Local ballers suited up for Street Soccer USA's Portland affiliate.

Soccer may already be on your morning work-skipping radar given the upcoming FIFA World Cup (looking for a team to root for? Our handy flowchart will help you out). But from June 1–3, you can get hands ... er, feet on with the game alongside Timbers defender Zarek Valentin and ex-captain Jack "Salty Dog" Jewsbury—all for a good cause.

Portland’s branch of Street Soccer USA, a national nonprofit focused on addressing issues of poverty with community-level, sports-based programs, hosts the first-ever Portland Social Change Cup. Held at Portland Futsal (which is donating its facilities), aspiring player-activists can register teams of five for $225, or a team of three for $145. All proceeds go to Street Soccer USA-Portland and the Portland Community Football Club, which Portland Monthly recently covered for its inclusive approach to the sport.

The event’s big game, June 3's Unity Match, is bound to be especially cathartic. A team of youth experiencing houselessness from Street Soccer USA-Portland’s Homeless World Cup Program will face off against a slew of local celebrities, including soccer pros, local elected officials, and people involved with the criminal justice system, including circuit court judge Chris Ramras.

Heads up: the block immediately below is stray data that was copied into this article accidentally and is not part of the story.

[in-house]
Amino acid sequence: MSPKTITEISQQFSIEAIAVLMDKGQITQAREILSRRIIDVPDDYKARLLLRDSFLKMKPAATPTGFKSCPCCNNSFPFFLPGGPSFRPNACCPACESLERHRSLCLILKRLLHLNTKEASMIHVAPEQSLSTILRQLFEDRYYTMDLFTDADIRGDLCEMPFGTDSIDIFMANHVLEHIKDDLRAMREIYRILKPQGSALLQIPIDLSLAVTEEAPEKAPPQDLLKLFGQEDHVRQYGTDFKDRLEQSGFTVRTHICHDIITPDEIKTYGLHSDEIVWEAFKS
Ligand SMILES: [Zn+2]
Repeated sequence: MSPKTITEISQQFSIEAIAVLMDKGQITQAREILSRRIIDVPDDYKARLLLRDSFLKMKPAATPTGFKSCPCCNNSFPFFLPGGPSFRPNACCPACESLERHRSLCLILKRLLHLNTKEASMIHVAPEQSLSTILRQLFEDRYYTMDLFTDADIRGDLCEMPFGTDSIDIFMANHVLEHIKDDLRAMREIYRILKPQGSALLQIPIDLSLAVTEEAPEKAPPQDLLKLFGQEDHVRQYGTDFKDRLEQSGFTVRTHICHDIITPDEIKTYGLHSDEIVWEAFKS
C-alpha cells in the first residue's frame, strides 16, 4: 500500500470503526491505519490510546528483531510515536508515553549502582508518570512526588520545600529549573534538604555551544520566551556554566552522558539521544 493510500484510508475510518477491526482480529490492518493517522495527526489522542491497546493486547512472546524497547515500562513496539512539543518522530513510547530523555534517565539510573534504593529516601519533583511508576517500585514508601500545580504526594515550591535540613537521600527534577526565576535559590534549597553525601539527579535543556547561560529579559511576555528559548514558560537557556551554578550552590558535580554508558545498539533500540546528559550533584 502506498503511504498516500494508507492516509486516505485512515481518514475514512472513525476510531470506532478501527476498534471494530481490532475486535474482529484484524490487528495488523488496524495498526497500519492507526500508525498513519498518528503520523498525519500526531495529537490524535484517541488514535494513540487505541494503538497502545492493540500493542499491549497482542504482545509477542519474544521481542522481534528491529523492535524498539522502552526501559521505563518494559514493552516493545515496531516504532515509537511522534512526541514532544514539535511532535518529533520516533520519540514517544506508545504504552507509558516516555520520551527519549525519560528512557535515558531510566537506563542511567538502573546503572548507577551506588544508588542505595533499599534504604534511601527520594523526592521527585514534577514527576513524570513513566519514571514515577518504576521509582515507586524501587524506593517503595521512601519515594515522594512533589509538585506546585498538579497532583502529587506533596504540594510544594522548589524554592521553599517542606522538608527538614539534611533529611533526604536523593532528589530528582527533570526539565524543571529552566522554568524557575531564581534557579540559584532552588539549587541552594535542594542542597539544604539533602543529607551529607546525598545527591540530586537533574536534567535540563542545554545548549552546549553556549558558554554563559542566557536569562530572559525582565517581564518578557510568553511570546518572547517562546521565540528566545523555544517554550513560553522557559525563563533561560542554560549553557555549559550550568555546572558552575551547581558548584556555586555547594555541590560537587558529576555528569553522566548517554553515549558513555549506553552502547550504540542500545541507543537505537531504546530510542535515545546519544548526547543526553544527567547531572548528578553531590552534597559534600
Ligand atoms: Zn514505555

“This is one of the only times that people in the criminal justice system get to interact with the served population outside of the courtroom,” explains Adam Lewis, the founder of Street Soccer USA-Portland. “We’re making the game about more than just soccer by including people who quite literally sometimes decide where our participants sleep every night.”

Though Street Soccer USA formed in 2009, the Portland branch is still in its infancy after launching in January of last year with the help of Outside In. Lewis, who grew up playing soccer in various Portland and Corvallis leagues, was inspired by a chance run-in with a previous teammate who had since spent time in a correctional facility and fallen out of touch. The old friend greeted him with a hug—and an apology.

“He felt like he’d let us down,” Lewis says. “This seemingly silly game had meant that much to him, had that big of an impact. I realized it did for me too.”

Though Street Soccer USA-Portland works with participants on an individual basis to address issues like drug rehab, housing, and job placement, the team-building nature of sports is at the core of the organization’s mission. The hope is that the social and relational skills acquired through soccer will translate to the rest of the participants’ lives.

“Thanks to street soccer I became more social and friendly with people,” says Sergei, a team leader for the Portland branch who will compete in the Cup. “We all bring something unique to the team, no matter what we do or where we are.”

One of Lewis’s biggest goals for the Portland Social Change Cup is to unite Portland communities often isolated from each other, to increase awareness of issues like houselessness and poverty, but also just to have fun.

“We’re trying to provide an opportunity for community to interact with populations they normally wouldn’t,” Lewis says. “It’s a leveling of the playing field. It’s a way to get involved, just by playing soccer.”  

The Portland Social Change Cup

June 1–3, Portland Futsal, 3015 SE Berkeley Place

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